Politics

Fantasy sports betting exists in a legal gray area in Kentucky, but representatives from the industry’s two biggest players, Fanduel and Draft Kings, asked lawmakers to give the companies clarity that they can continue operating in the state.

With the exception of on betting horse races, sports betting is illegal in Kentucky.

Derek Hein, manager of governmental affairs for Draft Kings, said that fantasy sports games don’t count as “sports betting” because they are “not outcome determinative.”

“What we’re doing is taking basically the lineup that you have, you’re acting as general manager or owner of your team, and putting together a group of players that you think will outperform the person or people that you’re playing against,” Hein said.

Hein estimated that as many as 100,000 Kentuckians are playing at least one of the two major fantasy betting sites.

The businesses have been questioned by state governments across the country who are skeptical of the legality of the practice.

In March, FanDuel and DraftKings stopped operating in New York after the state’s attorney general said the games amounted to illegal gambling.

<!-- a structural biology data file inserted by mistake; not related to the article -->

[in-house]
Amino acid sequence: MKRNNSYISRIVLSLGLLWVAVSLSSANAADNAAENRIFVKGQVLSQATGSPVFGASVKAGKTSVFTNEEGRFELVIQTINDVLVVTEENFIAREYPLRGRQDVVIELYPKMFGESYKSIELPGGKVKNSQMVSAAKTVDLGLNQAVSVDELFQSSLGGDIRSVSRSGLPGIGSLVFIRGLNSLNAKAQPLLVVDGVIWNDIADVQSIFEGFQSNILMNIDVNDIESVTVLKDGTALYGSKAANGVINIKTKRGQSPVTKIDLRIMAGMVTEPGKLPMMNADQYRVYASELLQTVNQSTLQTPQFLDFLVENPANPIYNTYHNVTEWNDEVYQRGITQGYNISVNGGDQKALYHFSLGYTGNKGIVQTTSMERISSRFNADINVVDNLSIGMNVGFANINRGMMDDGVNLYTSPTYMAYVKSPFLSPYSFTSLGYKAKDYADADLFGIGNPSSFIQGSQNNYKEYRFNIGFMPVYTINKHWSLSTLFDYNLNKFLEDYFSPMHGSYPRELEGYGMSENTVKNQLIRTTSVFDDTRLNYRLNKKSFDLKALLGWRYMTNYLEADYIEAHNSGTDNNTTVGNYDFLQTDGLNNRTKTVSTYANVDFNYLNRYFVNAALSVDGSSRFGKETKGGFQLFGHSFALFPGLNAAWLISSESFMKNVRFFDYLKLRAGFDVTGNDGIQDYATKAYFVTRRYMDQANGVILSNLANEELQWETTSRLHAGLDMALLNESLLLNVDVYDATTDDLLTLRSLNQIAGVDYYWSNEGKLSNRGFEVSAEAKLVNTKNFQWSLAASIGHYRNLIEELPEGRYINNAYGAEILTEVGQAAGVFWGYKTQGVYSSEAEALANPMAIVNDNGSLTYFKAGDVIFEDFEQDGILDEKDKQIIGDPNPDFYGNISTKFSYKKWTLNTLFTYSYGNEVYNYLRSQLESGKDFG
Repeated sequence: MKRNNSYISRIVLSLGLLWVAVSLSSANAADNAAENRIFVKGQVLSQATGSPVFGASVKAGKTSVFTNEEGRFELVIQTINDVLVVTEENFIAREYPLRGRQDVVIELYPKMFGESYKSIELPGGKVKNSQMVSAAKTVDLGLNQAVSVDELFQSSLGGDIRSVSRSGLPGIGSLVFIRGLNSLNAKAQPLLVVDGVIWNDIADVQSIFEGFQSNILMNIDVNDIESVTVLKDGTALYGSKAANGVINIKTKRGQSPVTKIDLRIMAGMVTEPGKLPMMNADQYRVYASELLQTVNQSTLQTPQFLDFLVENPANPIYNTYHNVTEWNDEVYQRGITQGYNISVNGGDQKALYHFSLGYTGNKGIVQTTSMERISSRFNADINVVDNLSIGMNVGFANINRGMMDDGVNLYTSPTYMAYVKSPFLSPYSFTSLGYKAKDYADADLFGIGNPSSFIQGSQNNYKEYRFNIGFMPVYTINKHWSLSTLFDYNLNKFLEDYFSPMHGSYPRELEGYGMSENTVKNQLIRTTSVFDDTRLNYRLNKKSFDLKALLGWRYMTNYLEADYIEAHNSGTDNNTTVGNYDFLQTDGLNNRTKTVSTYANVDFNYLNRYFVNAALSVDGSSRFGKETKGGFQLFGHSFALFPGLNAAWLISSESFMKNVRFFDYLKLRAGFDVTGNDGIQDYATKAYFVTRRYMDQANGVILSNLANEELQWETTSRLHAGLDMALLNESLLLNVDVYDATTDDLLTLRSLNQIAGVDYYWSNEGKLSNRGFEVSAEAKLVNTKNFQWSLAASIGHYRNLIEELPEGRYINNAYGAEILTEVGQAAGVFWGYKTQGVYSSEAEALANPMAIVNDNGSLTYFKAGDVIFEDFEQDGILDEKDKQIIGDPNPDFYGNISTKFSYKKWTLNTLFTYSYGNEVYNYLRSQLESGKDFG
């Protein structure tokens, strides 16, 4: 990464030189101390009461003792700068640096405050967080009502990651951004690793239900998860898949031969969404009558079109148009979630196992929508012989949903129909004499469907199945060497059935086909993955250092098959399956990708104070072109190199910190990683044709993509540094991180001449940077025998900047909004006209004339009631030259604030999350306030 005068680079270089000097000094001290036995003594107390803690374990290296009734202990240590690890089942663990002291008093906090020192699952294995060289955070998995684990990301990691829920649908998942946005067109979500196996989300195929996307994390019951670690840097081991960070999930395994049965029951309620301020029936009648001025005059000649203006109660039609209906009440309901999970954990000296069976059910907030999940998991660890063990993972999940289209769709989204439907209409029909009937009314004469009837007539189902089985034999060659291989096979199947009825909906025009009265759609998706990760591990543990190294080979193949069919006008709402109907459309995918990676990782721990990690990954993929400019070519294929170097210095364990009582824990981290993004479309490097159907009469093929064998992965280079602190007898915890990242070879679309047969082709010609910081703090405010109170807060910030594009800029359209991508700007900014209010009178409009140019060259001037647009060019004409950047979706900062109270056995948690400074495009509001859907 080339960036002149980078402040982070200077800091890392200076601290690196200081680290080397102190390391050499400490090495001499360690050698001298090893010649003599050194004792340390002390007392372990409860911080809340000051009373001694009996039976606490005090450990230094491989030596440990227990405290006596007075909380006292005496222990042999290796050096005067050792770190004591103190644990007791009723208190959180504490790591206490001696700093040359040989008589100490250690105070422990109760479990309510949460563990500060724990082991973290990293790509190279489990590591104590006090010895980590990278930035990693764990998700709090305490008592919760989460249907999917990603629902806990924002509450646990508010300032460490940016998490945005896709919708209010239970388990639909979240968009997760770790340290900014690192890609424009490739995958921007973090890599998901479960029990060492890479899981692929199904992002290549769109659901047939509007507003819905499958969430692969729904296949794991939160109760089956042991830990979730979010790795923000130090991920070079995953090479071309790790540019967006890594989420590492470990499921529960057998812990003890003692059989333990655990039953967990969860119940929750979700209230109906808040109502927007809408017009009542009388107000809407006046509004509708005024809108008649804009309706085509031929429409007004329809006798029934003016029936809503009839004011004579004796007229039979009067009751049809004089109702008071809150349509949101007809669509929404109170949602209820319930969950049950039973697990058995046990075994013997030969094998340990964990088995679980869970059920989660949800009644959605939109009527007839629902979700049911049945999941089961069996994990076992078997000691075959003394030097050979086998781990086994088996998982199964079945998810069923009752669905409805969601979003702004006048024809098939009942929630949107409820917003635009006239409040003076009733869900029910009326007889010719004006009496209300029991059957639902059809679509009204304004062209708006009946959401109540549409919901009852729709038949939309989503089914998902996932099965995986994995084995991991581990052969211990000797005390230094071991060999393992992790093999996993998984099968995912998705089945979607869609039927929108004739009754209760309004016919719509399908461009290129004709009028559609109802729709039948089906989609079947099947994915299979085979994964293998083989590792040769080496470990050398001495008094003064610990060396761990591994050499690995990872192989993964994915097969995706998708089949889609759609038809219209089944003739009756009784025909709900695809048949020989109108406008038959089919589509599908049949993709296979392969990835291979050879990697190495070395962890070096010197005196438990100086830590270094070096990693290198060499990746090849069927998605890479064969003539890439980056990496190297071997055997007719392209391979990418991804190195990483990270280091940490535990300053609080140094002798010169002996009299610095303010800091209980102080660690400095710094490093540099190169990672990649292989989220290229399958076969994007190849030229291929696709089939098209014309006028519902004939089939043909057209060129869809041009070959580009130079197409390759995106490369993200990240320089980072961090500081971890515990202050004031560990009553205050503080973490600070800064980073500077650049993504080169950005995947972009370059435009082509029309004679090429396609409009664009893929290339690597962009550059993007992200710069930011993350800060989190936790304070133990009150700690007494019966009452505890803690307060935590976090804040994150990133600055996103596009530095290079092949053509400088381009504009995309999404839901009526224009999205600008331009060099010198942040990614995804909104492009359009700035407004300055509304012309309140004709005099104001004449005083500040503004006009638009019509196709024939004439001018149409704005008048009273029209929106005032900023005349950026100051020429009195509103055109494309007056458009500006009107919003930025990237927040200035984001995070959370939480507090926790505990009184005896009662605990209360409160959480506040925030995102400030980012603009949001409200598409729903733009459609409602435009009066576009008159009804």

Last week New York Gov. Andrew Cuomo signed a law defining fantasy sports as a “game of skill,” thereby legalizing it. The law also forbids minors from playing, requires fantasy sports companies to pay the state an annual $50,000 fee and levies a 15 percent tax on the companies’ revenues.

Sen. Chris McDaniel, a Republican from Taylor Mill, said lawmakers needed to discuss taxing the organizations if they’re allowed to operate in the state.

“We have needs in this state, as many others, and sometimes demands for dedicated revenues for particular problems,” McDniel said. “I think that’s a very relevant conversation.”

FanDuel legal counsel Cory Fox said the companies were “open to a discussion about taxes” but emphasized that the companies are still technically “startups.”

Rep. Larry Clark, a Democrat from Louisville said he was concerned that opening the door to fantasy sports betting would siphon players away from other gambling-type industries.

“We have the lottery here and we have the thoroughbred industry,” Clark said. “We have a limited number of disposable dollars. I’m concerned that we’ll drag money from them.”

Three states currently have taxes in place on fantasy sports companies.

Ryland Barton is the Capitol bureau chief for Kentucky Public Radio.